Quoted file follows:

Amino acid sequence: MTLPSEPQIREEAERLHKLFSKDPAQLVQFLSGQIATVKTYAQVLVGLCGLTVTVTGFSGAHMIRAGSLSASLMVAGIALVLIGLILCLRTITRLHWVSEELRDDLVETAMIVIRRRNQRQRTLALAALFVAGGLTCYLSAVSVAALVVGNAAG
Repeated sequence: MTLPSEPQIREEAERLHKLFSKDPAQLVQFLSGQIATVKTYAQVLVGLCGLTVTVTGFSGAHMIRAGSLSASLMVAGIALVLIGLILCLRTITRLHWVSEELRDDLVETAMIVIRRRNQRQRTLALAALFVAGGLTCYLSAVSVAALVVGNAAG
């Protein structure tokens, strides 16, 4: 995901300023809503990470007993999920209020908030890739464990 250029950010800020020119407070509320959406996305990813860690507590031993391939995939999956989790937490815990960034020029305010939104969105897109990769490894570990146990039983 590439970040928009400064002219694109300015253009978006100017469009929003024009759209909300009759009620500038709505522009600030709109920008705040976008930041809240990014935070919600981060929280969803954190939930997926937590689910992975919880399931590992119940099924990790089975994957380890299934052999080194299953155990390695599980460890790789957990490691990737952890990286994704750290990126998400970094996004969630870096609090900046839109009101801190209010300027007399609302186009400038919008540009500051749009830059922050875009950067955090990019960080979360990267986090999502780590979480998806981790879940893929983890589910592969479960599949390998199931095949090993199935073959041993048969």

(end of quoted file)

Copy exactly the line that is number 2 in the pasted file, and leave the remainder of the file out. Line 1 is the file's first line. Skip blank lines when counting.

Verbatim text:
Repeated sequence: MTLPSEPQIREEAERLHKLFSKDPAQLVQFLSGQIATVKTYAQVLVGLCGLTVTVTGFSGAHMIRAGSLSASLMVAGIALVLIGLILCLRTITRLHWVSEELRDDLVETAMIVIRRRNQRQRTLALAALFVAGGLTCYLSAVSVAALVVGNAAG